Brand loyalty was once a marketing buzz word comparable to big data or omni-channel today. Google search ‘brand loyalty’ today and you will find a plethora of articles with titles like, ‘Is Brand Loyalty Dying a Slow and Painful Death’ and ‘Is There Still Brand Loyalty?’ Clearly there is some thought around moving the focus of marketing from the brand to other areas that seem more cutting edge. Today’s fragmented consumers are no longer thought of as long lasting advocates with which to build a relationship, but as short-term commodities that cannot be counted on for repeat purchases. While big data, social media, and omni-channel represent potential sources of tremendous growth, do they render the last century’s iconic brand obsolete?
In this blog series, The State of Brands, we discuss the growing complexity of the relationship between brand and consumer, and how this affects one the greatest challenges facing many CP companies today- achieving brand loyalty. The changing consumer and retail landscapes of today create an environment in which brands are not only still alive, but are thriving to the point where brand loyalty can now be stronger than ever.
A brand is more than the name listed on the label of a product; a brand ultimately exists only in consumers’ minds as their factual and emotional conceptions about a product or company. Brand loyalty, then, is the affect that these conceptions have on purchasing behaviour – high brand loyalty causes continual purchasing of one brand over all others. Through marketing and advertising, companies have historically been able to impact the way consumers view their brands, increasing brand loyalty and therefore sales. But, recent studies have shown that only 25% of consumers in the US say brand loyalty is a determining factor when making a purchase, with 32% of online consumers saying they trust a public forum or blog over branded advertisements. Clearly, the traditional view of brand loyalty as held by marketing departments no longer has the same impact it once had.
Does this mean that brand loyalty is dying? One look at a brand like Apple, Patagonia, or Starbucks will tell you that brand loyalty, while more elusive than ever, is alive and well. So what is it that causes a brand like Apple to skyrocket? Sleek stores? Funny commercials? Cool social media campaigns?
Brand loyalty is fundamentally about the consumers’ view of a brand and how that view aligns with their own ideals and values. Dan Wieden, creator of the ‘Just Do It’ slogan, once said, “Brands are verbs. Nike exhorts. IBM solves. Sony dreams.” In the chaos of today’s retail environment, companies and products need to build their core values around the consumers’ values. Apple and Starbucks have captured the desire for individuality with Apple’s “Think Different” slogan and Starbuck’s mission statement, “To inspire and nurture the human spirit.” Patagonia has captured the desire for social responsibility with their motto, “…use business to inspire and implement solutions to the environmental crisis.” But more than just having these slogans and mission statements, these companies truly operate by these ideals. Zappos, whose slogan is “Delivering Happiness,” truly operates in such a way that both consumers and employees are enriched with every interaction. Countless articles and YouTube videos attest to that fact. All of these brands are verbs, but the verbs don’t exist just in words; the companies take action on these verbs and passionately pursue focus and alignment around that core ideal across the entire business model.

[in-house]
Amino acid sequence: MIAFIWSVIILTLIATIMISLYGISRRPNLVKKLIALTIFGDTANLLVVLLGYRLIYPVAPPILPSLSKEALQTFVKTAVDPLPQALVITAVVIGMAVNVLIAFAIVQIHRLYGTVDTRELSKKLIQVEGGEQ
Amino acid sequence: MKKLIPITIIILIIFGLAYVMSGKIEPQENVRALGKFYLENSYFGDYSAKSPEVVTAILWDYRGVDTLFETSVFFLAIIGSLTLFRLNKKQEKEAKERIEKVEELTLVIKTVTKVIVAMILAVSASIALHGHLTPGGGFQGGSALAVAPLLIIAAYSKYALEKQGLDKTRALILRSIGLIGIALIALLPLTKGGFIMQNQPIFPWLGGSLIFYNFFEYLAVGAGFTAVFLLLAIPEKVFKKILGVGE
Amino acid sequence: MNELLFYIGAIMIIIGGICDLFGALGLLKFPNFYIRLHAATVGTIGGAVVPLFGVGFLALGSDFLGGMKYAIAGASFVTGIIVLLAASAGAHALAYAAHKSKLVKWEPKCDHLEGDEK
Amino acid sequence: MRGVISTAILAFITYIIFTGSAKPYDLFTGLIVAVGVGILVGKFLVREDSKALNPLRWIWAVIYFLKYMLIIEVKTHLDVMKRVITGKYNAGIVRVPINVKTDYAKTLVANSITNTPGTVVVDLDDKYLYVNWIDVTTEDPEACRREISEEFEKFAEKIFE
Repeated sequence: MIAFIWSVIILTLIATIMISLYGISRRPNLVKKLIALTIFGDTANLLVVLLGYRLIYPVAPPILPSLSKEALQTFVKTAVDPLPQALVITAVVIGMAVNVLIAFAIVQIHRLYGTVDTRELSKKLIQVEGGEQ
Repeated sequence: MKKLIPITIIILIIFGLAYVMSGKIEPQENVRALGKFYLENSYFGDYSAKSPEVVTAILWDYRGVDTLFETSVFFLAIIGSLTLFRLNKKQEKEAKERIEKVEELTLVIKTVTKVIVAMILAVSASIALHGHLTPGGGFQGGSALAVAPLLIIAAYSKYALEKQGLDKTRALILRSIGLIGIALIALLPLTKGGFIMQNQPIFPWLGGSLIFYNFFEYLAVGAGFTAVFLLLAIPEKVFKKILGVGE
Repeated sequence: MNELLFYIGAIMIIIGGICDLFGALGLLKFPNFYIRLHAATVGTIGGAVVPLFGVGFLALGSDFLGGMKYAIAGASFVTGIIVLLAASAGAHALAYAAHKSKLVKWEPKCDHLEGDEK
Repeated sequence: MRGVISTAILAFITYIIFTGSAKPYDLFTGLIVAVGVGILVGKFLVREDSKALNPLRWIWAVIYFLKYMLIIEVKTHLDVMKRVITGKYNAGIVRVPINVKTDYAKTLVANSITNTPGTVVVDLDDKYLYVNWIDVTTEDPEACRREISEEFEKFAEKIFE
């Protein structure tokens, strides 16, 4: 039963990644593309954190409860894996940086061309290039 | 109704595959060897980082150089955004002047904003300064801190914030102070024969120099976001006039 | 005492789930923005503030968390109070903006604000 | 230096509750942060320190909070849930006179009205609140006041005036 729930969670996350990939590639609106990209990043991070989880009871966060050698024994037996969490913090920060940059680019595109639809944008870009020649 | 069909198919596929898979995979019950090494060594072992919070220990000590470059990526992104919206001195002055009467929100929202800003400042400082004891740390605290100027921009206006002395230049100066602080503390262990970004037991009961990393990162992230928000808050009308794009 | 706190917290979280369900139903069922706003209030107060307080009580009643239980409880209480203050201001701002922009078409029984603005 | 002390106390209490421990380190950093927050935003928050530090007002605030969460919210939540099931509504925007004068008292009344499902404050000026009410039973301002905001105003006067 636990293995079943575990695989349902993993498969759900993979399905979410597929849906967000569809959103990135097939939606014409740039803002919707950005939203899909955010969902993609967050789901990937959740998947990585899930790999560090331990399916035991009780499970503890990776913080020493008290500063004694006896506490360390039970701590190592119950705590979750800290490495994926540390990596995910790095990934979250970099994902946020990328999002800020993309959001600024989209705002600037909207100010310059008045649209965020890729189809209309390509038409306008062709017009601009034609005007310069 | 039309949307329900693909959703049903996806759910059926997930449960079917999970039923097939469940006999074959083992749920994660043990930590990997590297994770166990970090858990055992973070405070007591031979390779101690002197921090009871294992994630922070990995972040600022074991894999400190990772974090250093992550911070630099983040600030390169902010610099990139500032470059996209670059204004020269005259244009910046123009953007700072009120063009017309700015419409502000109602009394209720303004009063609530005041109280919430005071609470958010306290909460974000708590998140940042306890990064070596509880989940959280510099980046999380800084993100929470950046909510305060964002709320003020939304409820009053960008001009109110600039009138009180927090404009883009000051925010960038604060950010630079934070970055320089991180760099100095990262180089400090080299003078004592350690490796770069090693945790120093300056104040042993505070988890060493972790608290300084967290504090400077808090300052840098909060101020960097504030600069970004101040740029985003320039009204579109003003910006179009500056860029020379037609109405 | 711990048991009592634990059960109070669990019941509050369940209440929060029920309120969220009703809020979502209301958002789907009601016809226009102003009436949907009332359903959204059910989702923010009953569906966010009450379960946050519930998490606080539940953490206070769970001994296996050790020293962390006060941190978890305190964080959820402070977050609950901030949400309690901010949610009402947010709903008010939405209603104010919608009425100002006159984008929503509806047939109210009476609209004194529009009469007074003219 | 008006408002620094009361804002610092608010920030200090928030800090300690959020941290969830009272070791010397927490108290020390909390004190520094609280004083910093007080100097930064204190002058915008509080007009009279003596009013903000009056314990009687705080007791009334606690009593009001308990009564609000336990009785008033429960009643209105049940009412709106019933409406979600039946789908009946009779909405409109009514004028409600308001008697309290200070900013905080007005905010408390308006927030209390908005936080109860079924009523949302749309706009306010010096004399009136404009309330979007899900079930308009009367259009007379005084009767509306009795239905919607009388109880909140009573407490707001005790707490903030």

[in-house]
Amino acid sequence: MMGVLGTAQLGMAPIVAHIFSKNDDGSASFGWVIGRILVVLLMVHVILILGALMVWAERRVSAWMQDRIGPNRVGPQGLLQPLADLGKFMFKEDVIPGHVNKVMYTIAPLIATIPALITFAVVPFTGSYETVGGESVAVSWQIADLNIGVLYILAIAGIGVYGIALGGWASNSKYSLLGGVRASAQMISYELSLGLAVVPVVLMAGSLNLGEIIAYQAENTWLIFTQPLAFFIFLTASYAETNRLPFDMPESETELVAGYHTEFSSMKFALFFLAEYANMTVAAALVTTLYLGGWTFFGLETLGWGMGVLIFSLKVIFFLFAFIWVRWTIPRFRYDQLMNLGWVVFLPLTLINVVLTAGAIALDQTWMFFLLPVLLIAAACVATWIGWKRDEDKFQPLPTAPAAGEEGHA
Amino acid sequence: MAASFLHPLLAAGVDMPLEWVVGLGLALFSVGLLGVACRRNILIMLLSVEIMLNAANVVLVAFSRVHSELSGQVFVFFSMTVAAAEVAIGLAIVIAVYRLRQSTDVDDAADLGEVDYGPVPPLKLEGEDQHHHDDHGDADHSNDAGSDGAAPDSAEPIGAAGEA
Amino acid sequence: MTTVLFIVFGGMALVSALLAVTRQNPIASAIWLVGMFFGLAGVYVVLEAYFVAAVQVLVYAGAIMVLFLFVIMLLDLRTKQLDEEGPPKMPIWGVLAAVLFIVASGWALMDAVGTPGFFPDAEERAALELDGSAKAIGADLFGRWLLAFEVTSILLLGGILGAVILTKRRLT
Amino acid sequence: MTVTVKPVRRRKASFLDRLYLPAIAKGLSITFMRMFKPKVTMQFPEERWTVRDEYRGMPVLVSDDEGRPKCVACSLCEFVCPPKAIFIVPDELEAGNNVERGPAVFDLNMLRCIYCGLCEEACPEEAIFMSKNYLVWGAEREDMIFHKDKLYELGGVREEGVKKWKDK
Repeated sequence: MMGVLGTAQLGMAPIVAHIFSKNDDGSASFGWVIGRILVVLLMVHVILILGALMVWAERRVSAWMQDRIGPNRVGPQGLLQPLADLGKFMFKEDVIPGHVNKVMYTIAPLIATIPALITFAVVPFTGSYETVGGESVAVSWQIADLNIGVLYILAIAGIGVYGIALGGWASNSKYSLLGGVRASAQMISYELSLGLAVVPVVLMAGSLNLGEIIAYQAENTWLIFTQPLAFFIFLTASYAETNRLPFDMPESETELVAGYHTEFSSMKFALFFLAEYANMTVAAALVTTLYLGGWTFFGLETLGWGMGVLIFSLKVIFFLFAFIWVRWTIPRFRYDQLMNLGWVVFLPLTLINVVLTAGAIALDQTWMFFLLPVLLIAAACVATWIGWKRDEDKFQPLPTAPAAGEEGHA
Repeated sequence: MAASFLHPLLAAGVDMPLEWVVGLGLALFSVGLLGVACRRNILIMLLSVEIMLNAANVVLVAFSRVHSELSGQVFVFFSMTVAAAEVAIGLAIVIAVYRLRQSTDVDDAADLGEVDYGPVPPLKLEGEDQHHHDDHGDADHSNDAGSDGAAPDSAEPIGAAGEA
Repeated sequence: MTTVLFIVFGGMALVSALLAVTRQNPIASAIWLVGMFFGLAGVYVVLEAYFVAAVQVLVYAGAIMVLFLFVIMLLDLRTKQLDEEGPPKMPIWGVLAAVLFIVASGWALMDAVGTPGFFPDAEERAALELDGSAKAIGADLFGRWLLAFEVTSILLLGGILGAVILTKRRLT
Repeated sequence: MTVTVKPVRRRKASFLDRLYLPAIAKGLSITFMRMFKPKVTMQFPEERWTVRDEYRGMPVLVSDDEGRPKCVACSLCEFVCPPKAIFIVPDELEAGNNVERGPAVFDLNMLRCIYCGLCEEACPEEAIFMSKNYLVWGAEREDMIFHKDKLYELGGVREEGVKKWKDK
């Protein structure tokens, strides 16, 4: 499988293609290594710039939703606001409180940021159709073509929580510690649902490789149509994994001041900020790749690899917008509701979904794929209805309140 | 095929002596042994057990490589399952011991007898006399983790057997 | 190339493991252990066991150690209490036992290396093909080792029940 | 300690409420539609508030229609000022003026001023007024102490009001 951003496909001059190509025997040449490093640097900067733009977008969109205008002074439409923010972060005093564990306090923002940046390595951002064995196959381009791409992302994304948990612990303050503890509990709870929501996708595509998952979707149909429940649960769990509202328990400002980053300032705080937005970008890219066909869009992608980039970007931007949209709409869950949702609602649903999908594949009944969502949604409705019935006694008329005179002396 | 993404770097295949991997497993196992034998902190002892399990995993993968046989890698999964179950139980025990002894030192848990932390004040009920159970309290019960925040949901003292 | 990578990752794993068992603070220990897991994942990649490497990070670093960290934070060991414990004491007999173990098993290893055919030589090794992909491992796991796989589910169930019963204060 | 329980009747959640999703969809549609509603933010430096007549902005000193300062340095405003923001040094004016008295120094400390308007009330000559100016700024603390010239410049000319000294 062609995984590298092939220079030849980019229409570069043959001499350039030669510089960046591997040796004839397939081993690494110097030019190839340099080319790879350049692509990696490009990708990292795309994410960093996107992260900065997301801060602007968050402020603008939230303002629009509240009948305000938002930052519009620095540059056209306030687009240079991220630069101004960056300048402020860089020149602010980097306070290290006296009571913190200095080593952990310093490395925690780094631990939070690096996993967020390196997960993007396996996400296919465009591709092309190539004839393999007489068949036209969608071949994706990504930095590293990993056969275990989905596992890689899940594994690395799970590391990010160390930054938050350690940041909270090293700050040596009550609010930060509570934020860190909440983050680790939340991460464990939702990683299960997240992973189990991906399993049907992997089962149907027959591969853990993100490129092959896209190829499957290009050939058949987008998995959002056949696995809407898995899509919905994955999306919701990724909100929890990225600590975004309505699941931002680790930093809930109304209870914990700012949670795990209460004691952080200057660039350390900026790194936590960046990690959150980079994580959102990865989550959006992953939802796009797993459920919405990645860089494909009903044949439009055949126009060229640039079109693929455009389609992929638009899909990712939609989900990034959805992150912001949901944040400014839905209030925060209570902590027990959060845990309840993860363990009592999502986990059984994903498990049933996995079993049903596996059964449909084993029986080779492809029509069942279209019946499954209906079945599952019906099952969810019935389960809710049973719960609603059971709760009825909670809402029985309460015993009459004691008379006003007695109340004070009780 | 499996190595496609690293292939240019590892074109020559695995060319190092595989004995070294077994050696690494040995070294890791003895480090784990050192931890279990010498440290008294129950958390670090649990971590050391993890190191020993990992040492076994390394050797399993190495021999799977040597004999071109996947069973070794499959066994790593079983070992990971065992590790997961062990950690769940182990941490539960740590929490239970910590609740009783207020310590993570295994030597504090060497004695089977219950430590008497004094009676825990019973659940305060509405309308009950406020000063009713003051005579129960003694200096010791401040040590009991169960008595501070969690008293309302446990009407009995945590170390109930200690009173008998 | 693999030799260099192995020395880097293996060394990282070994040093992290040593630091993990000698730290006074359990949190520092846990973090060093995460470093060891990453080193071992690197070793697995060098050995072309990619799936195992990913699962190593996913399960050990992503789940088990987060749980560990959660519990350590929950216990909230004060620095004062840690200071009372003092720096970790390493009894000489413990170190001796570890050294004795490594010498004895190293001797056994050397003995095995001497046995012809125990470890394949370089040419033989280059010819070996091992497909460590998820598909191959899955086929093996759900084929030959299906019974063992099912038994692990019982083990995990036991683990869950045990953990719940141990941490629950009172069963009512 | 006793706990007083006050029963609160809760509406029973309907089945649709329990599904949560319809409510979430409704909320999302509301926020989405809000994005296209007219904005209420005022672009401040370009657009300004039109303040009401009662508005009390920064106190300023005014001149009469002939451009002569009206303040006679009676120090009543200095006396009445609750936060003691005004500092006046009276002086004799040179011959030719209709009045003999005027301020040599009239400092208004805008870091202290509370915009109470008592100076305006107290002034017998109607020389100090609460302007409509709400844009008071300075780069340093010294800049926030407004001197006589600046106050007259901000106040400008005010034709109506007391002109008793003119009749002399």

This is where brand loyalty has changed in recent years. Where once consumers were loyal to a brand because of what ads and marketers told them that brand represented, now consumers are loyal to what they see and experience a brand representing.
So what is a company to do to ensure that it maintains a stable of strong brands that resonate with today’s consumers? We’ll be posting a series of blogs on this topic with practical ways that companies can increase brand loyalty and examples of brands that are doing it right today.
Go to the next blog in this series: Building Loyalty through Simplicity.